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Five Places to Take Kids in Dresden Germany

by Barbara Rogers

Nov 4, 2017

© Freesurf69 | Dreamstime

Age Specific / Kids

Dresden dazzles with Rococo and Baroque splendor, as it did when it was the royal city of the Saxon kings. It’s easy now to see why it was known as The Jewel Box, but until the 1990s the city still lay in rubble from a World War II bombing. For older children, there is history to be learned here, of the war and 40 years of oppression behind the Iron Curtain. Wherever you go there will be stories of the 1945 bombing that leveled the old city, and children will hear these told without rancor by local guides. They will also hear about the city’s rebuilding, told with pride and gratitude for the international support.

Germany, Dresden, Fruaenkirche, Church of Our Lady, inside of the dome,

Photo: Stillman Rogers

 

Frauenkirche

Begin in the imposing church that dominates the old town. The spectacular Baroque original was one of Europe’s most beautiful churches before it was almost completely leveled by bombs. The stones from its ruins were numbered and stored, and after the reunification of Germany in 1990, the entire church was reconstructed, incorporating about 4,000 of the saved stones in their original places. Try to spot these on the outside of the church, and imagine what it must have been like to reconstruct this giant jigsaw puzzle. Take an elevator to the dome for views over the city and down into the massive interior.

Germany, Dresden, Royal Palace Museums, Nues Grunes Gewolbe, Grues Gewolbe (Green Vault, new and old) Dr Dirk Syndram

Photo: Stillman Rogers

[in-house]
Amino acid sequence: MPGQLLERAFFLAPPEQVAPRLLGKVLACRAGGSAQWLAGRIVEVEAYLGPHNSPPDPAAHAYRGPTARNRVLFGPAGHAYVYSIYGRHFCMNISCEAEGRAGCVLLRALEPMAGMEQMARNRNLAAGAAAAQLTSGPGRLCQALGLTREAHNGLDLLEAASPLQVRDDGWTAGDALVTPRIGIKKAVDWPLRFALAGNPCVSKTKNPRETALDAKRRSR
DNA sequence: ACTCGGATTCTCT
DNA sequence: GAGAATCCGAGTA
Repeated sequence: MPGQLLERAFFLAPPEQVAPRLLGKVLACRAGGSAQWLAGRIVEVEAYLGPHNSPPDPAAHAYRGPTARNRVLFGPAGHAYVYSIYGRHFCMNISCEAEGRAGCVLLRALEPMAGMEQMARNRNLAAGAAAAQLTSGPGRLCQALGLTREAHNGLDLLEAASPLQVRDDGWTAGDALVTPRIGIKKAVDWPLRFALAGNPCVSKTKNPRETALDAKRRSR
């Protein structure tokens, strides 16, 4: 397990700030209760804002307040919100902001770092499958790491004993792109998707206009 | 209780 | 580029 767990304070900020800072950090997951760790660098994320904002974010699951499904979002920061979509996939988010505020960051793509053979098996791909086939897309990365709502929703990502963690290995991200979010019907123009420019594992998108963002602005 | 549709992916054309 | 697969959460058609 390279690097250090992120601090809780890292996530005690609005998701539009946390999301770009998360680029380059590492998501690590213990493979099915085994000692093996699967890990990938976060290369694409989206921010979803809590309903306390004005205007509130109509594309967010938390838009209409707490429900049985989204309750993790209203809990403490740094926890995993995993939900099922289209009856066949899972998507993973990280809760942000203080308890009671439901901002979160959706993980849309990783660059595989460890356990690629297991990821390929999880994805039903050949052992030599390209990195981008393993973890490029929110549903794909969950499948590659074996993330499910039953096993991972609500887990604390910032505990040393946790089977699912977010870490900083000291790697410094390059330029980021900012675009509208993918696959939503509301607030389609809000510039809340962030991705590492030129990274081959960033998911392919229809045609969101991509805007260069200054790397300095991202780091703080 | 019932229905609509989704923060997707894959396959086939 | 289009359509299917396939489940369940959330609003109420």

Royal Palace and Museums

Forget dusty cabinets of artifacts. One of Europe’s richest museums, it is also one of the most modern in its displays and interpretation, with descriptions and labels in English. There are treasures to fascinate everyone: opulent royal clothing from three centuries ago, glittering jewels, intricate gold work, suits of armor and exotic art in the Turkish Room. The most famous room — the replica of the fabled Green Vault — is sure to bring wows for its precious gemstones. Kids are welcome to snap all the pictures they want, and the modern cases with non-reflective glass assure good results. Be sure to see the courtyard, where the intricate designs on the stones are hand-carved into the surface in a rare Renaissance method known as sgraffito. Get really close to some of the lower stones to show your kids the engraved lines.

 

The Great Garden Zoo and Railway

In the Great Garden, a large park near the center, the Dresden Zoo houses more than 1,700 animals in spaces that closely replicate their native environments. Favorites are the koalas, the red kangaroo and the Humboldt penguins. Also in the park is the Sommerpalais, built in the 1600s, one of the earliest Baroque palaces in Germany. Kids will love riding on the Parkeisenbahn, a three-mile-long miniature railway staffed by children. Check for frequent concerts and performances held in the park.

The Great Garden Palace Dresden in Germany

Photo: Mijeshots | Dreamstime

 

German Hygiene Museum

Don’t laugh. Not only does this museum exist, but it has a great interactive children’s museum. The focus is on health and the human body, and kids can experiment with the five senses through play stations and other hands-on exhibits. A sound maze challenges them to identify different noises, a room of mirrors expands their concepts of vision and the sense of touch is explored in a darkroom. Ask for the “Discover Your Senses” flyer in English when you enter the museum. The exhibits are designed for ages 4–12.

 

Dresden Transport Museum

Step into the hull of a ship to discover 1,000 years of ships and boats, told through the people who sailed on them, and follow travel from horse-drawn vehicles to trains, cars, motorcycles and airplanes. Hands-on exhibits encourage kids to design and race their own ship and replicate the flight experience. For younger kids, the highlight is a 3,500-square-foot model railroad, where 26 locomotives wind through a landscape of miniature half-timbered villages. Because of the model’s age, it runs only limited times: Tuesday and Friday 11 a.m., Wednesday and Thursday 4 p.m., and Saturday and Sunday 11 a.m., 2 p.m. and 4 p.m.

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